From:           Peter T. Hadorn <
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Date:           Monday, 31 Jan 2000 09:02:15 -0600
Subject: 11.0189 Re: Seeking Enlightenment
Comment:        RE: SHK 11.0189 Re: Seeking Enlightenment

I find it interesting that so many of postings to this thread seem to
think that every time Burt (or someone else) makes note of a
Shakespearean reference in pornography it is to be seen as an invitation
to go view that pornography.  Or that we might use that source as a door
through which we might encourage students to further their acquaintance
with the bard.  I find such attitudes to be particularly myopic.
Rather, I find them interesting for what they reveal about our culture's
attitudes about the bard.

I found two earlier postings interesting (neither of which I have kept,
so I am writing from memory).  One compared the number of Shakespeare
references in popular culture to those of Austen.  And I found that
comparison interesting.  Why ARE there so many adoptions of Shakespeare
and of no one else?  Why is he used by us in these ways?

Second, and here my memory is particularly faulty.  Someone suggested
that if the subject were slavery rather than pornography, then we would
be much more reticent about making these postings (the poster implying
that all of these references merely appeal to our prurient interests).
I disagree.  If at a slave auction we kept hearing such statements as
"How much am I bid for this Othello here," I would find that
interesting-again as an example of how culture has adopted Shakespeare
to its own uses.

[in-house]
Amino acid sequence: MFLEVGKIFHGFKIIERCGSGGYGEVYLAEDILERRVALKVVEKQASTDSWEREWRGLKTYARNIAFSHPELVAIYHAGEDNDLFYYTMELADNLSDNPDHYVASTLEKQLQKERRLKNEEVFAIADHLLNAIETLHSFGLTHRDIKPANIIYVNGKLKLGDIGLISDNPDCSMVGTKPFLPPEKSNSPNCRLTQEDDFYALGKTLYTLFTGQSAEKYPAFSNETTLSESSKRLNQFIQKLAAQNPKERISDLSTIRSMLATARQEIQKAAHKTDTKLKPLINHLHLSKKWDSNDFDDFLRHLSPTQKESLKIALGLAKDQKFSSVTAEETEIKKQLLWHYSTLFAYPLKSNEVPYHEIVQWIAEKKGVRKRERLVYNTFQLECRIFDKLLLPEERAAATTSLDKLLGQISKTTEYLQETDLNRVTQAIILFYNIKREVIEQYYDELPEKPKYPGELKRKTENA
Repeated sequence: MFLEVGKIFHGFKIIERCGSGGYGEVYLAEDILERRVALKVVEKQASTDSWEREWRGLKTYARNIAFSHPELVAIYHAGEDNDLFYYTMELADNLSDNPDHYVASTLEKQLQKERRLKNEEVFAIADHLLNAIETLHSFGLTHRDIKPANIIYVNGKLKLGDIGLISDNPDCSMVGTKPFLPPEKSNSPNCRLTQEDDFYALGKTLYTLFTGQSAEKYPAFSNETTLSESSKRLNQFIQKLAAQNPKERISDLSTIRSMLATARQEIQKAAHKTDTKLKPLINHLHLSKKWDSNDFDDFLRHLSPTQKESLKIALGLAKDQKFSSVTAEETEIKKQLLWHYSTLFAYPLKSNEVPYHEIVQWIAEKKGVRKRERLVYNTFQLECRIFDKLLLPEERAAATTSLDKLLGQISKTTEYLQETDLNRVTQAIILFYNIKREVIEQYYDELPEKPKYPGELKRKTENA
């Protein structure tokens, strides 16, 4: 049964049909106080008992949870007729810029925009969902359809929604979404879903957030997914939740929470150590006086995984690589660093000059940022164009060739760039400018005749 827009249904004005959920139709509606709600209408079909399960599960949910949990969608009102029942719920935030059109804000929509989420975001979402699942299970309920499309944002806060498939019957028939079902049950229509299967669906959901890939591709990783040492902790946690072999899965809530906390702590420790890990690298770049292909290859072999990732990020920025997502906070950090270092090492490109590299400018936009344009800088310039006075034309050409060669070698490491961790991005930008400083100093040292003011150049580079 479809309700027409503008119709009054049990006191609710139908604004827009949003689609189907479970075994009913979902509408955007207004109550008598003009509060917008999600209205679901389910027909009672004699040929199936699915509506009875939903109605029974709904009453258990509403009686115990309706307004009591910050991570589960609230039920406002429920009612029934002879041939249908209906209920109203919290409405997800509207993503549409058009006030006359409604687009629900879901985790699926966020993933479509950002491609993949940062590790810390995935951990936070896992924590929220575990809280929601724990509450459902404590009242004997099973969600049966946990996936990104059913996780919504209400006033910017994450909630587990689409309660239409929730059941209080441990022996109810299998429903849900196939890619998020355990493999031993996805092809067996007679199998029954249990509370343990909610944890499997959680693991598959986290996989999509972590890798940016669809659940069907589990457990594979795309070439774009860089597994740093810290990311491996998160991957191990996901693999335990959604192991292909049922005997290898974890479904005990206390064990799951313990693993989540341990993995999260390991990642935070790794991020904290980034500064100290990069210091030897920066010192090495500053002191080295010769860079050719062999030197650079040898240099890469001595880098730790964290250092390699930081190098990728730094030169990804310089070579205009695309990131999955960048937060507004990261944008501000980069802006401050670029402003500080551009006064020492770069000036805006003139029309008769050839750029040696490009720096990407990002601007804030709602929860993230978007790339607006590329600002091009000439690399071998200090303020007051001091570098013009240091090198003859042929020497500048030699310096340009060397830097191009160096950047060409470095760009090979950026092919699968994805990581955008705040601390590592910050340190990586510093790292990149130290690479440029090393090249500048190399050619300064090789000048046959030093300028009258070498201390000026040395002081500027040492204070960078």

[4]-------------------------------------------------------------
From:           Norman J. Myers <
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Date:           Monday, 31 Jan 2000 11:24:12 -0500
Subject: 11.0165 Shakespeare and Pop Culture (Seeking
Comment:        Re: SHK 11.0165 Shakespeare and Pop Culture (Seeking
Enlightenment)

A wonderful take on the dangers of too-much relating of popular culture
to Shakespeare to make the plays relevent is found in, of all things, a
delightful Arnold Schwarzenegger movie, "The Last Action Hero."  The
whole movie is almost Pirandelloan in its illusion/reality take.
Needless to say, it was a box office bomb.

Briefly, the real hero is a young boy who's enamored of a series of
movies in which Arnold plays his patented super cop.  He has a friend,
an old projectionist, who lets him get a sneak preview of the latest
flick in the series.  In the "Shakespeare" segment, after seeing the
movie early in the morning, the kid comes into his classroom where the
teacher, played by Joan Plowright, is trying to get her class excited
about "Hamlet."  She says something like, "murder, sex, swordplay,
ghosts and in the end everybody's dead.

Shakespeare's 'Hamlet' couldn't be more exciting."  She points out that
though Hamlet may seem incapable of taking action, "he is, in fact, one
of the first action heroes."  She then is going to show a cutting from
the film version starring Laurence Olivier. ("Perhaps some of you
remember him from the Polaroid commercial.  Or as Zeus in 'Clash of the